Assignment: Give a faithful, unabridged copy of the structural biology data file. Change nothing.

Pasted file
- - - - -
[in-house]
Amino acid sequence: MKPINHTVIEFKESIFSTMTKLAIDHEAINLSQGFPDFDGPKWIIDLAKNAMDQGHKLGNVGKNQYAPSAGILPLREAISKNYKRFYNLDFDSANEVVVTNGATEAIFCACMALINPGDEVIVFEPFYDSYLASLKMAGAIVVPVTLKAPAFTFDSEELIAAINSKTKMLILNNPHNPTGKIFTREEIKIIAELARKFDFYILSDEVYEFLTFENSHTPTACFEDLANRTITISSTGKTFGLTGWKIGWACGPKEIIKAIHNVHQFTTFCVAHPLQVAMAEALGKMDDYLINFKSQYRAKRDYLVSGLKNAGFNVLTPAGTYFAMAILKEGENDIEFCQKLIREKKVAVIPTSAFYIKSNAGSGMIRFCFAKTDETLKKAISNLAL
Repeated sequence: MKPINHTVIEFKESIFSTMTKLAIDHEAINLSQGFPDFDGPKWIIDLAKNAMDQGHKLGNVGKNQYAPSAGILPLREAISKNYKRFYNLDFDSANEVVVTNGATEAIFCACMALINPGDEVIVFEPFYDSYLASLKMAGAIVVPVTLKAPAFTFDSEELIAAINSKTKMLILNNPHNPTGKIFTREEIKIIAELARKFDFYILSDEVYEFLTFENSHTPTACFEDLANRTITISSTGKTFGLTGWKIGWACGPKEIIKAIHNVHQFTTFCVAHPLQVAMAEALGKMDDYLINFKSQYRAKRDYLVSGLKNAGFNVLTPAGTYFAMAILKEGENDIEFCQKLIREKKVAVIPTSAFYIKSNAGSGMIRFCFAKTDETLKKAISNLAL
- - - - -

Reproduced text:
[in-house]
Amino acid sequence: MKPINHTVIEFKESIFSTMTKLAIDHEAINLSQGFPDFDGPKWIIDLAKNAMDQGHKLGNVGKNQYAPSAGILPLREAISKNYKRFYNLDFDSANEVVVTNGATEAIFCACMALINPGDEVIVFEPFYDSYLASLKMAGAIVVPVTLKAPAFTFDSEELIAAINSKTKMLILNNPHNPTGKIFTREEIKIIAELARKFDFYILSDEVYEFLTFENSHTPTACFEDLANRTITISSTGKTFGLTGWKIGWACGPKEIIKAIHNVHQFTTFCVAHPLQVAMAEALGKMDDYLINFKSQYRAKRDYLVSGLKNAGFNVLTPAGTYFAMAILKEGENDIEFCQKLIREKKVAVIPTSAFYIKSNAGSGMIRFCFAKTDETLKKAISNLAL
Repeated sequence: MKPINHTVIEFKESIFSTMTKLAIDHEAINLSQGFPDFDGPKWIIDLAKNAMDQGHKLGNVGKNQYAPSAGILPLREAISKNYKRFYNLDFDSANEVVVTNGATEAIFCACMALINPGDEVIVFEPFYDSYLASLKMAGAIVVPVTLKAPAFTFDSEELIAAINSKTKMLILNNPHNPTGKIFTREEIKIIAELARKFDFYILSDEVYEFLTFENSHTPTACFEDLANRTITISSTGKTFGLTGWKIGWACGPKEIIKAIHNVHQFTTFCVAHPLQVAMAEALGKMDDYLINFKSQYRAKRDYLVSGLKNAGFNVLTPAGTYFAMAILKEGENDIEFCQKLIREKKVAVIPTSAFYIKSNAGSGMIRFCFAKTDETLKKAISNLAL